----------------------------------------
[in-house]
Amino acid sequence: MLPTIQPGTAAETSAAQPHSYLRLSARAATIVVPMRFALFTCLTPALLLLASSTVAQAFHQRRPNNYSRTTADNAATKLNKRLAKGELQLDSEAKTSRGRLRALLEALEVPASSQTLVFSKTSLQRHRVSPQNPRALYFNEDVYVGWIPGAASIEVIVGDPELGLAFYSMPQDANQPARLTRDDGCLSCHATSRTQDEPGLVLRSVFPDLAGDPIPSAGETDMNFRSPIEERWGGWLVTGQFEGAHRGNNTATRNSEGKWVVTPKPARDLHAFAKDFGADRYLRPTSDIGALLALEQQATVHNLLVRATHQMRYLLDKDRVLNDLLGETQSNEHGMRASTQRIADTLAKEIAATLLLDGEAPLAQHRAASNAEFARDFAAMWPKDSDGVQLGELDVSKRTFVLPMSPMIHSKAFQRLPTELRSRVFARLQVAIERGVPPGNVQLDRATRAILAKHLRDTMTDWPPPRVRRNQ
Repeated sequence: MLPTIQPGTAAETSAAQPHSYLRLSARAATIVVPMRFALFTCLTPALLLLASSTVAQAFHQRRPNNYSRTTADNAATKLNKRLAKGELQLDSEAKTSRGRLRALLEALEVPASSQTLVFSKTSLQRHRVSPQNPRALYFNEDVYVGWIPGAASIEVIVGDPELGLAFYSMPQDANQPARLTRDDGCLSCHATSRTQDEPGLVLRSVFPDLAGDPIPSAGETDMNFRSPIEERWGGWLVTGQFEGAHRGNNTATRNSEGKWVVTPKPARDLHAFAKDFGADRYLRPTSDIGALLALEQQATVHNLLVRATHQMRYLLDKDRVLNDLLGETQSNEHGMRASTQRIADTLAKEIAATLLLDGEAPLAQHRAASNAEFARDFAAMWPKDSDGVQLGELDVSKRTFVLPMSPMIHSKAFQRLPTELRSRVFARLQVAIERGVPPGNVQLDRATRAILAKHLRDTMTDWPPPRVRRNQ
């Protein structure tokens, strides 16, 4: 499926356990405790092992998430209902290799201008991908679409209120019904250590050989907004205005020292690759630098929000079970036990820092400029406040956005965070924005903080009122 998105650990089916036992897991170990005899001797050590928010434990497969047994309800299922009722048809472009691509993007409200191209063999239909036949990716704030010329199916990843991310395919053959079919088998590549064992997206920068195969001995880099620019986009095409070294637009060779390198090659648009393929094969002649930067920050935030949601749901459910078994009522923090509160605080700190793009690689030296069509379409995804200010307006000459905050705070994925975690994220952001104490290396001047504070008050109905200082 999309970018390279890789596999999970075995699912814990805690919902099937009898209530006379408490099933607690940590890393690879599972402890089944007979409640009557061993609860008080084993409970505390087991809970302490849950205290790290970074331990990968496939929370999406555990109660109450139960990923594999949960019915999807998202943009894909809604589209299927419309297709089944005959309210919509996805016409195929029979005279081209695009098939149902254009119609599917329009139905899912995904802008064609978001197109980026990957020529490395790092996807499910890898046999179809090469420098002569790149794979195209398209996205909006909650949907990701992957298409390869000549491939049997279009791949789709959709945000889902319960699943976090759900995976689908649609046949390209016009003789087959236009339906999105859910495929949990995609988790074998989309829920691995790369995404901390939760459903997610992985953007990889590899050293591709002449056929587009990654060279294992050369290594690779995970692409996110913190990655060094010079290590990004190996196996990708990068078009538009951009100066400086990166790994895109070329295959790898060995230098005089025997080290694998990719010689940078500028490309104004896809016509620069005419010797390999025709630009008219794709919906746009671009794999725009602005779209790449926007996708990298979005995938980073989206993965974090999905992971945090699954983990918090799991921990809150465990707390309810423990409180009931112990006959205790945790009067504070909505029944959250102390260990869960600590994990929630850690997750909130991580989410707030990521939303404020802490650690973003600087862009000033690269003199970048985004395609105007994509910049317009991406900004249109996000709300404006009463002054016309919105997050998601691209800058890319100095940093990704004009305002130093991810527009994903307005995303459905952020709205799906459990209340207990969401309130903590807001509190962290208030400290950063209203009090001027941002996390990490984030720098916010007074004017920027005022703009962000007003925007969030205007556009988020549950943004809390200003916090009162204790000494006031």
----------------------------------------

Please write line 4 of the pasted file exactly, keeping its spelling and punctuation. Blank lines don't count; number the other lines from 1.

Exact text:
């Protein structure tokens, strides 16, 4: 499926356990405790092992998430209902290799201008991908679409209120019904250590050989907004205005020292690759630098929000079970036990820092400029406040956005965070924005903080009122 998105650990089916036992897991170990005899001797050590928010434990497969047994309800299922009722048809472009691509993007409200191209063999239909036949990716704030010329199916990843991310395919053959079919088998590549064992997206920068195969001995880099620019986009095409070294637009060779390198090659648009393929094969002649930067920050935030949601749901459910078994009522923090509160605080700190793009690689030296069509379409995804200010307006000459905050705070994925975690994220952001104490290396001047504070008050109905200082 999309970018390279890789596999999970075995699912814990805690919902099937009898209530006379408490099933607690940590890393690879599972402890089944007979409640009557061993609860008080084993409970505390087991809970302490849950205290790290970074331990990968496939929370999406555990109660109450139960990923594999949960019915999807998202943009894909809604589209299927419309297709089944005959309210919509996805016409195929029979005279081209695009098939149902254009119609599917329009139905899912995904802008064609978001197109980026990957020529490395790092996807499910890898046999179809090469420098002569790149794979195209398209996205909006909650949907990701992957298409390869000549491939049997279009791949789709959709945000889902319960699943976090759900995976689908649609046949390209016009003789087959236009339906999105859910495929949990995609988790074998989309829920691995790369995404901390939760459903997610992985953007990889590899050293591709002449056929587009990654060279294992050369290594690779995970692409996110913190990655060094010079290590990004190996196996990708990068078009538009951009100066400086990166790994895109070329295959790898060995230098005089025997080290694998990719010689940078500028490309104004896809016509620069005419010797390999025709630009008219794709919906746009671009794999725009602005779209790449926007996708990298979005995938980073989206993965974090999905992971945090699954983990918090799991921990809150465990707390309810423990409180009931112990006959205790945790009067504070909505029944959250102390260990869960600590994990929630850690997750909130991580989410707030990521939303404020802490650690973003600087862009000033690269003199970048985004395609105007994509910049317009991406900004249109996000709300404006009463002054016309919105997050998601691209800058890319100095940093990704004009305002130093991810527009994903307005995303459905952020709205799906459990209340207990969401309130903590807001509190962290208030400290950063209203009090001027941002996390990490984030720098916010007074004017920027005022703009962000007003925007969030205007556009988020549950943004809390200003916090009162204790000494006031």